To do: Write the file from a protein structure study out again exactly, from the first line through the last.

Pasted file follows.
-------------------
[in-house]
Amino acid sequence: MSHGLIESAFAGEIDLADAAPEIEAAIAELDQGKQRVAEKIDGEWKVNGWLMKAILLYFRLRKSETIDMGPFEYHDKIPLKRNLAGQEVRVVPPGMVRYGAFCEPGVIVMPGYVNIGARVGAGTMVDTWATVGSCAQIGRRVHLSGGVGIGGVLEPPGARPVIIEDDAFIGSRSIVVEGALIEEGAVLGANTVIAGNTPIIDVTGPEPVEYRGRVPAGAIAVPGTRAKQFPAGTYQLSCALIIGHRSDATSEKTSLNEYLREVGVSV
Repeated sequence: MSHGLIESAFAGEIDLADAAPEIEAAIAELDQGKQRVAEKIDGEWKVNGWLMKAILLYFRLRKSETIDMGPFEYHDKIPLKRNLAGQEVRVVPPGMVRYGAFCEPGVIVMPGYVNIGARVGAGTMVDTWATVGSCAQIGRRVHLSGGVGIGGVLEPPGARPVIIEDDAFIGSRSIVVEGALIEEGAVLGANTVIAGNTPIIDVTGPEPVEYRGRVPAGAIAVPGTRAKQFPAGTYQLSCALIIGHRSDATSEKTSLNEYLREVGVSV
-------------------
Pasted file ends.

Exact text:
[in-house]
Amino acid sequence: MSHGLIESAFAGEIDLADAAPEIEAAIAELDQGKQRVAEKIDGEWKVNGWLMKAILLYFRLRKSETIDMGPFEYHDKIPLKRNLAGQEVRVVPPGMVRYGAFCEPGVIVMPGYVNIGARVGAGTMVDTWATVGSCAQIGRRVHLSGGVGIGGVLEPPGARPVIIEDDAFIGSRSIVVEGALIEEGAVLGANTVIAGNTPIIDVTGPEPVEYRGRVPAGAIAVPGTRAKQFPAGTYQLSCALIIGHRSDATSEKTSLNEYLREVGVSV
Repeated sequence: MSHGLIESAFAGEIDLADAAPEIEAAIAELDQGKQRVAEKIDGEWKVNGWLMKAILLYFRLRKSETIDMGPFEYHDKIPLKRNLAGQEVRVVPPGMVRYGAFCEPGVIVMPGYVNIGARVGAGTMVDTWATVGSCAQIGRRVHLSGGVGIGGVLEPPGARPVIIEDDAFIGSRSIVVEGALIEEGAVLGANTVIAGNTPIIDVTGPEPVEYRGRVPAGAIAVPGTRAKQFPAGTYQLSCALIIGHRSDATSEKTSLNEYLREVGVSV